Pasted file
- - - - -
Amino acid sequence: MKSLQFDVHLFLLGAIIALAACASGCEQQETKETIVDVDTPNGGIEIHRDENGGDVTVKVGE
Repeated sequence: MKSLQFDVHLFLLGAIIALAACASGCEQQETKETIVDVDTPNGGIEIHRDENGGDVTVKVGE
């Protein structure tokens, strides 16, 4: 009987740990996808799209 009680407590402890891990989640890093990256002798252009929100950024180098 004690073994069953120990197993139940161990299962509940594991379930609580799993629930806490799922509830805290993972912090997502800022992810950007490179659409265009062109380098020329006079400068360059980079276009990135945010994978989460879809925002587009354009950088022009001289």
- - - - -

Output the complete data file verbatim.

Amino acid sequence: MKSLQFDVHLFLLGAIIALAACASGCEQQETKETIVDVDTPNGGIEIHRDENGGDVTVKVGE
Repeated sequence: MKSLQFDVHLFLLGAIIALAACASGCEQQETKETIVDVDTPNGGIEIHRDENGGDVTVKVGE
């Protein structure tokens, strides 16, 4: 009987740990996808799209 009680407590402890891990989640890093990256002798252009929100950024180098 004690073994069953120990197993139940161990299962509940594991379930609580799993629930806490799922509830805290993972912090997502800022992810950007490179659409265009062109380098020329006079400068360059980079276009990135945010994978989460879809925002587009354009950088022009001289």